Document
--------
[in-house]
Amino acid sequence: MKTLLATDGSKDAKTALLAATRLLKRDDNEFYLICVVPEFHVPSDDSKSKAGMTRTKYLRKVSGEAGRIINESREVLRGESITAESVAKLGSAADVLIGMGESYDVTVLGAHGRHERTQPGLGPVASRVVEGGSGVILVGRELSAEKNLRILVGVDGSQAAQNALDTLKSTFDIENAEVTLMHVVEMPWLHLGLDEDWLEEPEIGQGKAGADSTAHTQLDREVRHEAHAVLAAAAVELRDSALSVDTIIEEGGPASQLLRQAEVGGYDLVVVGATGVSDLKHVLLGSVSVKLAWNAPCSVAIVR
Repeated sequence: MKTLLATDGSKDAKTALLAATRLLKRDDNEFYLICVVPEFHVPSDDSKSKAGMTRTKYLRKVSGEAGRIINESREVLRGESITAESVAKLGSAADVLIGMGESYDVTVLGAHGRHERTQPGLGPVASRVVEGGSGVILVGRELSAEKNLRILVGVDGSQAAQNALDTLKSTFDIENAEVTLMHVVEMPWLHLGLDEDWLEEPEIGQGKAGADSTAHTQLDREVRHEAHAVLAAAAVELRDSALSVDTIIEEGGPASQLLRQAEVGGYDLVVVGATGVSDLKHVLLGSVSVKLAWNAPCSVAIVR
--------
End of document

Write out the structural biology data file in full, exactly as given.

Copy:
[in-house]
Amino acid sequence: MKTLLATDGSKDAKTALLAATRLLKRDDNEFYLICVVPEFHVPSDDSKSKAGMTRTKYLRKVSGEAGRIINESREVLRGESITAESVAKLGSAADVLIGMGESYDVTVLGAHGRHERTQPGLGPVASRVVEGGSGVILVGRELSAEKNLRILVGVDGSQAAQNALDTLKSTFDIENAEVTLMHVVEMPWLHLGLDEDWLEEPEIGQGKAGADSTAHTQLDREVRHEAHAVLAAAAVELRDSALSVDTIIEEGGPASQLLRQAEVGGYDLVVVGATGVSDLKHVLLGSVSVKLAWNAPCSVAIVR
Repeated sequence: MKTLLATDGSKDAKTALLAATRLLKRDDNEFYLICVVPEFHVPSDDSKSKAGMTRTKYLRKVSGEAGRIINESREVLRGESITAESVAKLGSAADVLIGMGESYDVTVLGAHGRHERTQPGLGPVASRVVEGGSGVILVGRELSAEKNLRILVGVDGSQAAQNALDTLKSTFDIENAEVTLMHVVEMPWLHLGLDEDWLEEPEIGQGKAGADSTAHTQLDREVRHEAHAVLAAAAVELRDSALSVDTIIEEGGPASQLLRQAEVGGYDLVVVGATGVSDLKHVLLGSVSVKLAWNAPCSVAIVR